5 Part-Time Jobs to Avoid in Singapore

Maybe you need to work and study. Or maybe you need to make dough while raising your offspring. Well that was the initial reason for this article: An attempt to find you the best part-time jobs. But after some hair raising interviews, I was left with two facts: First, the best part-time jobs are entirely subjective. Second, the worst part-time jobs are not. Check out this list, which describes part-time jobs less desirable than a case of syphilis:

 

 

1. Retail for IT Products

Yes, IT products specifically. Ms. Germaine Seet, who has worked in retail since before my uncle went bald (around the early Triassic), says:

“IT is always the hardest. With clothes or accessories, the product can’t really fail what, right? I mean, a bag is a bag, what to go wrong?

But when you sell IT, there are all these problems. People don’t understand the requirements (software), or sometimes they buy a camera and try to fix it to their 10 year old computer. And when it doesn’t work they think something is wrong with the product, or they will come and accuse you of bluffing them.”

 

 

IT retailers rack up the most number of complaints, next to F&B. Getting employee-of-the-month while selling IT is as probable as winning a cake eating contest while suffering from diabetes. And the reason there are so many openings for part-timers in IT retail?

The suicide turnover rate is equal to a lemming colony in the Grand Canyon.

Since an IT sales person doesn’t make more than, say, a sales person for Marks & Spencer, why would you want this job? It’s a perfect example of taking something already difficult (sales), and making it harder. Pay is highly variable, and averages about $6 an hour.

 

2. Convenience Store Clerk

Many convenience stores (no names) pay $3.50 an hour. We haven’t even invented words to describe how pathetic that is.

Granted, this isn’t Nevada, where the population can be divided into (1) people who have robbed convenience stores, and (2) people are who are seriously thinking about it. It’s a safe, boring job. But it doesn’t change the fact that this is one of Singapore’s least lucrative part-time jobs.

 

 

It’s different if you intend to do it for a career. If you dream about managing a store one day, or buying your own franchise, the bad pay is tolerable. You have to start from the bottom. But if you just need a quick cash infusion…well, what cash? Beta Testers for video games make more money. And their only skills are chugging Slurpees and not having girlfriends.

Do yourself a favour and look for something else.

 

3. Part-Time Gym Trainers

Most local gyms have two levels of personal trainers. There are senior trainers, who combine good commission with decent pay. Then there are part-timers and newbies, who get paid between $1500 – $2000 a month (with no commission).

Still not bad you say? Well, this is the kind of part-time job that has almost full time hours. Regardless of what shift you’re on, you can expect to be in the gym at least six days a week. Sometimes, that off day isn’t even an option. Gyms need a continuous influx of clients, and most have back-to-back schedules for trainers.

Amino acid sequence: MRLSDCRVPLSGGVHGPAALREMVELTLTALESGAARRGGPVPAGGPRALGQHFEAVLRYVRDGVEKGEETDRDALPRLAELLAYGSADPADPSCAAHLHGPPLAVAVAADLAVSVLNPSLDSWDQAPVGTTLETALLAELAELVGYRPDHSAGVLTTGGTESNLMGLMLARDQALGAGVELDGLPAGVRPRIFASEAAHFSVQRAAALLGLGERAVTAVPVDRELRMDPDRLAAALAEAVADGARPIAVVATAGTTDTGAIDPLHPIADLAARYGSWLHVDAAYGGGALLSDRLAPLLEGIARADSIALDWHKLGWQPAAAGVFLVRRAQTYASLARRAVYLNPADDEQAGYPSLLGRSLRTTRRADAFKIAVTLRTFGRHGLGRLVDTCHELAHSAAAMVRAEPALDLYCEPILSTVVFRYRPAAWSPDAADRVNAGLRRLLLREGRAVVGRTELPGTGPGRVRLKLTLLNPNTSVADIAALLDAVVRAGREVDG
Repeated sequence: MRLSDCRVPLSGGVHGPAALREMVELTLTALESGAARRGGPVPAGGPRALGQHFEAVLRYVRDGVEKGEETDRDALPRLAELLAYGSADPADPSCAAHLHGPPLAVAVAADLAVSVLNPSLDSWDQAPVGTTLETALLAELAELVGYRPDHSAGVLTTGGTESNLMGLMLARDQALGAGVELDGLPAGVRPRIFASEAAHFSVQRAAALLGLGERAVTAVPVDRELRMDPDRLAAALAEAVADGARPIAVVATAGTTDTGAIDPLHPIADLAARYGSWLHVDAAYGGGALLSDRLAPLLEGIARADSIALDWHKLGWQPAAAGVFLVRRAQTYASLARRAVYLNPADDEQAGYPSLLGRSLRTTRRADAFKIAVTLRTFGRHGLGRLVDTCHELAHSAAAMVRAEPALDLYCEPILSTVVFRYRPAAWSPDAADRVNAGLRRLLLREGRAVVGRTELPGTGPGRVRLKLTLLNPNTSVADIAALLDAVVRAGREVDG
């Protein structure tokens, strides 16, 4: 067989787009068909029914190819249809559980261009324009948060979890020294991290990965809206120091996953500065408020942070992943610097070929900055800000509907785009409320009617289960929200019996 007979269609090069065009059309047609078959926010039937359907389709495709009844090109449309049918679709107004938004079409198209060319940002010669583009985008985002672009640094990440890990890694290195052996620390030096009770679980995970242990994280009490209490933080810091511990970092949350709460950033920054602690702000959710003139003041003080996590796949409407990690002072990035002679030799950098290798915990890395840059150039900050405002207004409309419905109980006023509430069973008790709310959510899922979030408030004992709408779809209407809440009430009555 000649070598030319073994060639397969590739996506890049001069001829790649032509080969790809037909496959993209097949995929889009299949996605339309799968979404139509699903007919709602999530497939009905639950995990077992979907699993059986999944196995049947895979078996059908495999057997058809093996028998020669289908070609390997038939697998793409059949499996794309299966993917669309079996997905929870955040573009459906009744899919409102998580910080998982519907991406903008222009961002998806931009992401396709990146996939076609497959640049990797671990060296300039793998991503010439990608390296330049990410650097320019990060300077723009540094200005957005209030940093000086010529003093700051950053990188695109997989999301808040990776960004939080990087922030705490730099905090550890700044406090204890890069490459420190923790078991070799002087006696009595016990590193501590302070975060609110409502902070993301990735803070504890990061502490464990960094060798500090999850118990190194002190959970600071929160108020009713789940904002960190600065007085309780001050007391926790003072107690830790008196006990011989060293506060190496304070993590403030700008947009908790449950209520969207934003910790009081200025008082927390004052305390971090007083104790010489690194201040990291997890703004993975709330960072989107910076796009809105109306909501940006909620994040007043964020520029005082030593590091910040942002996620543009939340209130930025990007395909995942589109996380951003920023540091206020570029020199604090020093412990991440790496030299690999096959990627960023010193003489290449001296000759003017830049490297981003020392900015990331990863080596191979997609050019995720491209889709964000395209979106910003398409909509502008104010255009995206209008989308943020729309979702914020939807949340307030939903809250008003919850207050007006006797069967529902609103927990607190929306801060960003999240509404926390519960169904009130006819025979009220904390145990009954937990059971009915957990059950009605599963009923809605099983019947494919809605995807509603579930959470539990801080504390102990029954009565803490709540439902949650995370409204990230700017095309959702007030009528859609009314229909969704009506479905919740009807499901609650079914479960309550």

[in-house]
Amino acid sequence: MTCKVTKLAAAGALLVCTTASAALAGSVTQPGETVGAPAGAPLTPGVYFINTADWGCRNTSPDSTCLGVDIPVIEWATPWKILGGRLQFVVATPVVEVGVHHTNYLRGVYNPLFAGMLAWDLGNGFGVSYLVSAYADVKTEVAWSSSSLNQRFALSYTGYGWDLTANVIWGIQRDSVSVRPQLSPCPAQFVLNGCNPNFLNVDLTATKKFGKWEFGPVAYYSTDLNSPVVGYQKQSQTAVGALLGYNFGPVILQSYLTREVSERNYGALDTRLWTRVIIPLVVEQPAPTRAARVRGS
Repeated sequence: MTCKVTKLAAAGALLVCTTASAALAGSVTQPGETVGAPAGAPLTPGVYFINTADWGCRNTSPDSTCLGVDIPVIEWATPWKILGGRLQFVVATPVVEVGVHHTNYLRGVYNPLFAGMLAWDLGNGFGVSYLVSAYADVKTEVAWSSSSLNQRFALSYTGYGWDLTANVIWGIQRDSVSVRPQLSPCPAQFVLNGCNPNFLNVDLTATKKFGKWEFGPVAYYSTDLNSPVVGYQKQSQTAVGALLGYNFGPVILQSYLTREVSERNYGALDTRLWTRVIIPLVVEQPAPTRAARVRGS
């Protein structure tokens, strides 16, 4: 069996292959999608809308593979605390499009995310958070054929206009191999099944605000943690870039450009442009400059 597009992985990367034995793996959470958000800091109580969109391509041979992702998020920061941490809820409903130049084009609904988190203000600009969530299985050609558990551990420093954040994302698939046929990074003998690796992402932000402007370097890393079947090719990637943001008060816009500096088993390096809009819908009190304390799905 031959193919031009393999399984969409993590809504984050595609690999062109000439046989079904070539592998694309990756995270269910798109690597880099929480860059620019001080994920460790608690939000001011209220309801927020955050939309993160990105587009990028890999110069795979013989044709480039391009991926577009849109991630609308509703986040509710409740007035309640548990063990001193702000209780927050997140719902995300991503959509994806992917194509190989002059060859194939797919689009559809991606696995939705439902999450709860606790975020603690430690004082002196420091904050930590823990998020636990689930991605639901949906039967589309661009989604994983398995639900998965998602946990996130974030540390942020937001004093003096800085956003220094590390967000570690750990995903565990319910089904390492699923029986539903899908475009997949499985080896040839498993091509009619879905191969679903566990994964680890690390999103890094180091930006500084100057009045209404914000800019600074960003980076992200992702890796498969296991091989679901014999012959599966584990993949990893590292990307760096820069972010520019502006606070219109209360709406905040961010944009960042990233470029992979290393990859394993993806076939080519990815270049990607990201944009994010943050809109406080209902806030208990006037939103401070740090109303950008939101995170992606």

Apart from yelling at people to lift heavy things, many part-timers are saddled with getting sales. They’re expected to find new clients, while training the existing ones. As far as I know, no amount of fitness lets you clone yourself and handle two entirely separate tasks. So that kind of blows.

On top of that, a trainer gets blamed when clients experience aches, sprains, or the discovery that exercise is, you know, hard. My advice is to go freelance. If you’re a trainer, find your own clients and train in your own time.

 

4. Hospital / Healthcare-Related Call Centre

Again, I’m being specific. I’m talking only about hospital or healthcare-related call centres, not any of the other types.

The pay for part-time call centre operators (all types) is around $4.50 an hour. A job perk is that, when you collapse from hypertension caused by work stress, the ward’s right around the corner. See, a hospital or healthcare institute is mind-bogglingly complex. The various extensions, departments, names, and locations are almost impossible to remember; kind of like London’s subway system, or the MOE syllabus.

 

 

And callers are even less able to grasp the system. Remember the last time you called a hospital? Remember being bounced from one department to another, like a local artist trying to get funding? Imagine dealing with those angry callers for a few hours.

Also, brace yourself for callers who assume you’re a doctor. After the 119th person describes his venereal disease, you’ll never eat lunch again.

 

5. Food Delivery Service

At around $5 an hour, food delivery doesn’t cut it as a part-time job. Companies like to argue that Singapore’s roads are safe, but “safe drive” and “easy drive” don’t mean the same thing.

As any cab driver can tell you, a single hour on the road involves hundreds of decisions: When to signal, which mirrors to check, how fast to go, etc. This creates slow-building stress, which accumulates like steam in a pressure cooker. This is why even smiling soccer mums can suffer from road rage: The brain gets so taxed, the slightest provocation is like a full moon to a werewolf.

 

 

Even if a part-time driver doesn’t end up planting a tyre iron in someone’s windscreen, the fatigue is a problem. This is the worst kind of job for someone who’s also studying. Imagine paying attention for four hours on the road, then cracking open a Calculus textbook.

Image Credits:
AIM Neutronbelievekevin, Nate Robert, JeremyFoo, scaredy_kat, Michaelba87, jamiefreaky

Have you experienced a terrible part-time job in Singapore? Comment and tell us about it!


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